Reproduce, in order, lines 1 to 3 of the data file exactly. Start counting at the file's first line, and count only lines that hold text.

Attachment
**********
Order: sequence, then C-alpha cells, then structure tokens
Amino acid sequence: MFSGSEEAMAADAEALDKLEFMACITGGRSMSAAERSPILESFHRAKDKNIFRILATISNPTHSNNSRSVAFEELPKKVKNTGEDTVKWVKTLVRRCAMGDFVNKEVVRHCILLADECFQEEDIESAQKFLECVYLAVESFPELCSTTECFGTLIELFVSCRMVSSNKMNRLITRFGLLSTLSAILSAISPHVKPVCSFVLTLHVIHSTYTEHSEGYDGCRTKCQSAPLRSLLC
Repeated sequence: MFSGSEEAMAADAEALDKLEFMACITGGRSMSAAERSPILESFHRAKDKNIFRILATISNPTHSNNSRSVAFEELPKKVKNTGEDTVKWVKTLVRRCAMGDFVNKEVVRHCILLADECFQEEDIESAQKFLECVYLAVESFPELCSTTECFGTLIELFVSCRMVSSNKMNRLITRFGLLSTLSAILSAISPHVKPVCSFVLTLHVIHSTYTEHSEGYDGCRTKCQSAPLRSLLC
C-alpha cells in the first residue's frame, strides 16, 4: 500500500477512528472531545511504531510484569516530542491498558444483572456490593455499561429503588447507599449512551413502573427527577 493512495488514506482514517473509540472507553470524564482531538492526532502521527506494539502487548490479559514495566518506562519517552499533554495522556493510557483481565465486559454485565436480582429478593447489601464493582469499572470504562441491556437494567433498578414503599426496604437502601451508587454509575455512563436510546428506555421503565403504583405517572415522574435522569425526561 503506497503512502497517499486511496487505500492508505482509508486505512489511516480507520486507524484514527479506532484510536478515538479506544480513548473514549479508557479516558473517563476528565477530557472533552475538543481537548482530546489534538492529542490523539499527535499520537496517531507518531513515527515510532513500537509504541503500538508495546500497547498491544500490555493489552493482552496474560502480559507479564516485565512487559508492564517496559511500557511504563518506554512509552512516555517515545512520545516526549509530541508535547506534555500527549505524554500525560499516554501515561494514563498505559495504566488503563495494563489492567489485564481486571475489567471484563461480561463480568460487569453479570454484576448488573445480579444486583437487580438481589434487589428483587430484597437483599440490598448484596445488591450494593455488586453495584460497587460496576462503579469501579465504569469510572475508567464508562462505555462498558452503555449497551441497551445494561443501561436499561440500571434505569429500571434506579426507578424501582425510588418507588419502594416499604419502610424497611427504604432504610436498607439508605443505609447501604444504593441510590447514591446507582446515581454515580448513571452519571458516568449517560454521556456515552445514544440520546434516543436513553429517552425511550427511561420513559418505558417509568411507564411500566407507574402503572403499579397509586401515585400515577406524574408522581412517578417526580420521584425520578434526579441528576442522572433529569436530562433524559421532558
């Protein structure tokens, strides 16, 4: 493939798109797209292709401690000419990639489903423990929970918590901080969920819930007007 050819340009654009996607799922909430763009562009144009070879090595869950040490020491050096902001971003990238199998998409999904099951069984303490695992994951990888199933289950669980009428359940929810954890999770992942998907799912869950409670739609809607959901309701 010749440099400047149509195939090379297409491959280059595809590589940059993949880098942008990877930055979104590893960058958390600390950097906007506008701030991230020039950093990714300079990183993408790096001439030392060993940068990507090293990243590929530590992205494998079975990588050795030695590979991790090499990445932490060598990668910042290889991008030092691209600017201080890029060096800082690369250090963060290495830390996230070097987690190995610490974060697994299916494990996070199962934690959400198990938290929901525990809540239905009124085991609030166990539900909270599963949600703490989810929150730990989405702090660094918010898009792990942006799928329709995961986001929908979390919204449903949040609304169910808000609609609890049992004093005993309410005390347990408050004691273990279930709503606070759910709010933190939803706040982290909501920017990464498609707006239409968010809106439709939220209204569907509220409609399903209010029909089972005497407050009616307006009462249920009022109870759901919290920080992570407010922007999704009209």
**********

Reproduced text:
Order: sequence, then C-alpha cells, then structure tokens
Amino acid sequence: MFSGSEEAMAADAEALDKLEFMACITGGRSMSAAERSPILESFHRAKDKNIFRILATISNPTHSNNSRSVAFEELPKKVKNTGEDTVKWVKTLVRRCAMGDFVNKEVVRHCILLADECFQEEDIESAQKFLECVYLAVESFPELCSTTECFGTLIELFVSCRMVSSNKMNRLITRFGLLSTLSAILSAISPHVKPVCSFVLTLHVIHSTYTEHSEGYDGCRTKCQSAPLRSLLC
Repeated sequence: MFSGSEEAMAADAEALDKLEFMACITGGRSMSAAERSPILESFHRAKDKNIFRILATISNPTHSNNSRSVAFEELPKKVKNTGEDTVKWVKTLVRRCAMGDFVNKEVVRHCILLADECFQEEDIESAQKFLECVYLAVESFPELCSTTECFGTLIELFVSCRMVSSNKMNRLITRFGLLSTLSAILSAISPHVKPVCSFVLTLHVIHSTYTEHSEGYDGCRTKCQSAPLRSLLC